Chinese Media in Africa: Perception, Performance and Paradox
Chinese Media in Africa: Perception, Performance, and Paradox analyzes the debate on Chinese media expansion in Africa and its implication for the African media landscape by engaging with African journalists who train and work in Chinese media organizations based in Africa. Emeka Umejei analyzes how African journalists that enter the sphere of Chinese media, often with libertarian notions of journalism, are able to navigate the collisions and collusions that inform journalism in these settings. Through extensive interviews with African journalists, Umejei explores the constant negotiation of freedoms—including the ability to always work in relation to African reality—within state-controlled media organizations. These interviews bring to light the paradoxical nature of Chinese media organizations that both preach equality with Africa and simultaneously promote Chinese hegemony in the media, highlighting the diverse contours that shape and influence journalism practices in these settings.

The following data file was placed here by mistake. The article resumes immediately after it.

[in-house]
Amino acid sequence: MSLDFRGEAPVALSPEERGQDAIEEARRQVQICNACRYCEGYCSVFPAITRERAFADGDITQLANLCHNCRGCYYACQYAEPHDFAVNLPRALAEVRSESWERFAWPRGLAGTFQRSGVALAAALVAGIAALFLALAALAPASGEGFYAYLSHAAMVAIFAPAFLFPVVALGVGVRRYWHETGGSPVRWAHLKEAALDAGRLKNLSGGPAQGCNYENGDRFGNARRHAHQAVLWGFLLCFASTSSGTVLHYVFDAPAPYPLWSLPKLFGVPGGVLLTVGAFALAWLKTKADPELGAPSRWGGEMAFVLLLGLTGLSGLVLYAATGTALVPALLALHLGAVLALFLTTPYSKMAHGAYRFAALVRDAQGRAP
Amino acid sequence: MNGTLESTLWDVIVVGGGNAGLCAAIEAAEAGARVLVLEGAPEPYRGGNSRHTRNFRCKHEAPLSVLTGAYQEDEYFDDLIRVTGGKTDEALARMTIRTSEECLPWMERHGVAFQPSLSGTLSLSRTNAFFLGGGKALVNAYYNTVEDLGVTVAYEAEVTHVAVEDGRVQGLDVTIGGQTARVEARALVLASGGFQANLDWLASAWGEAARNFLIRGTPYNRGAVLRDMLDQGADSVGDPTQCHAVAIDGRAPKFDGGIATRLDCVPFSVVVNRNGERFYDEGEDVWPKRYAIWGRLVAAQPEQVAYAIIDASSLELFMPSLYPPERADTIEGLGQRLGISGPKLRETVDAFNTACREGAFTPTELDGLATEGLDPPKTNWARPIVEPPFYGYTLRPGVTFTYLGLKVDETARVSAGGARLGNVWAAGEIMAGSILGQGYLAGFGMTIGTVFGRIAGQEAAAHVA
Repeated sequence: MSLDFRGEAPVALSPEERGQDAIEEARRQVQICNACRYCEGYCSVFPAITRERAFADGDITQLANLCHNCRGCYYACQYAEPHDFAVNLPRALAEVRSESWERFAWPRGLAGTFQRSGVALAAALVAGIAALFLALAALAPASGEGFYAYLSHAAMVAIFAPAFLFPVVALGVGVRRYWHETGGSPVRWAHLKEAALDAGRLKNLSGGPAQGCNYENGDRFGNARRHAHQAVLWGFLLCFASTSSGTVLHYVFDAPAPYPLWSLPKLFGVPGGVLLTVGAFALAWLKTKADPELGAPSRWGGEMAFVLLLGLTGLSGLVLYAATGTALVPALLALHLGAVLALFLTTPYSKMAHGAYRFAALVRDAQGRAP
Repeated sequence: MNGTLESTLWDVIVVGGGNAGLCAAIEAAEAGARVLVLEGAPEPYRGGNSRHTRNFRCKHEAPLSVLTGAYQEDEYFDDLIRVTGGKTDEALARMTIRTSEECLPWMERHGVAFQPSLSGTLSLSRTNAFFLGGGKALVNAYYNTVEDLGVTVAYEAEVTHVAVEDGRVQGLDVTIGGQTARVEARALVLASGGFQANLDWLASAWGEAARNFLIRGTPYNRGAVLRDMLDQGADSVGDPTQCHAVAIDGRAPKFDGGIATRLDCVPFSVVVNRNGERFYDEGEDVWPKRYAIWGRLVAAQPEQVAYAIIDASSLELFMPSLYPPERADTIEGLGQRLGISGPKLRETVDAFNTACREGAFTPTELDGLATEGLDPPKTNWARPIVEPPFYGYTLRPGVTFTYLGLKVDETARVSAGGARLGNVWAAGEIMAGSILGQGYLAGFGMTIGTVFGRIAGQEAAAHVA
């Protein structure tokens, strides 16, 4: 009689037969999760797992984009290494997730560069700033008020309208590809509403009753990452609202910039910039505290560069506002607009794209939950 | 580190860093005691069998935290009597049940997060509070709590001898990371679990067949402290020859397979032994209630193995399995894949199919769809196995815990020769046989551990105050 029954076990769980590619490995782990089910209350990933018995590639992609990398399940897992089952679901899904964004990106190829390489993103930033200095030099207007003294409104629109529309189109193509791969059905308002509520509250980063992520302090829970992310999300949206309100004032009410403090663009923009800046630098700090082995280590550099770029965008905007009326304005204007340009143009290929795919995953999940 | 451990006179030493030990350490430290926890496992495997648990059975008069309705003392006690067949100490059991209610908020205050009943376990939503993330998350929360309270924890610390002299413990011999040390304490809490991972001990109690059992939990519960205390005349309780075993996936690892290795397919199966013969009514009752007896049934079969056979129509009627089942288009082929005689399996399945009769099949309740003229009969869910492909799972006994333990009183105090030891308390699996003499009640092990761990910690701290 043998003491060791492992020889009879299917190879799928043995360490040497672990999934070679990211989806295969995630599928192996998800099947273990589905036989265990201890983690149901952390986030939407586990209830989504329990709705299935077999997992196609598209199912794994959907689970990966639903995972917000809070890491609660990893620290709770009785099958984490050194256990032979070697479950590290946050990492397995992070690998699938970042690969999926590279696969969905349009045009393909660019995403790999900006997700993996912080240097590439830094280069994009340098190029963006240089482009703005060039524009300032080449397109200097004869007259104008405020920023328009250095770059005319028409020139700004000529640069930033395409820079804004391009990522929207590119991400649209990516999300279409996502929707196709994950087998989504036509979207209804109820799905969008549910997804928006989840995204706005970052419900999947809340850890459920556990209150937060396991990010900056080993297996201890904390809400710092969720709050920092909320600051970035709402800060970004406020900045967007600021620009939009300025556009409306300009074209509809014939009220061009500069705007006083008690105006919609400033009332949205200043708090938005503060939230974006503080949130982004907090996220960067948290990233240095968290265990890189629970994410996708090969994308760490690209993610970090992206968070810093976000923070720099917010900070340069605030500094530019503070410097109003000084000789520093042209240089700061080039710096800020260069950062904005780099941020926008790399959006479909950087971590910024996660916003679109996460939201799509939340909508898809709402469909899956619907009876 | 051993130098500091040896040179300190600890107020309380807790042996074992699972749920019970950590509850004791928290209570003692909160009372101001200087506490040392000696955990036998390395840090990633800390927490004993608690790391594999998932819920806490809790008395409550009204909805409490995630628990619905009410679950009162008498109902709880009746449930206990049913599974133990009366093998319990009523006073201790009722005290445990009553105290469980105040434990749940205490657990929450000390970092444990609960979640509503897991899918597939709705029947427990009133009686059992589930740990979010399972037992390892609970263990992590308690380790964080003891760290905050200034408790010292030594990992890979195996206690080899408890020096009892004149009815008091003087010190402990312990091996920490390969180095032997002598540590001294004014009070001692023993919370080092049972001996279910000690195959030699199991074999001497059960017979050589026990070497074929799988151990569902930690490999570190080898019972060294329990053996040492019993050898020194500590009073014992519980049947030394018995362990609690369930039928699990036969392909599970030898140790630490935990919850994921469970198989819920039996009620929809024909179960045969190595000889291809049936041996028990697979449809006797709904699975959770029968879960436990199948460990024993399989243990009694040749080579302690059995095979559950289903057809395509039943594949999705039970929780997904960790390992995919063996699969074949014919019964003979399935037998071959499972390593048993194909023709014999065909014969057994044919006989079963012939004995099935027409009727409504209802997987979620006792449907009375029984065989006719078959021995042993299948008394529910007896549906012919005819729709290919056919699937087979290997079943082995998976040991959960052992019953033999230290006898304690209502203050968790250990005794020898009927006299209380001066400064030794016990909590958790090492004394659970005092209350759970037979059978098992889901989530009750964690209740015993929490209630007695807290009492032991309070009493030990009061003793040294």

Rowman and Littlefield
International Relations and Politics
Art and Culture
Global Asia (Asia and other parts of the World)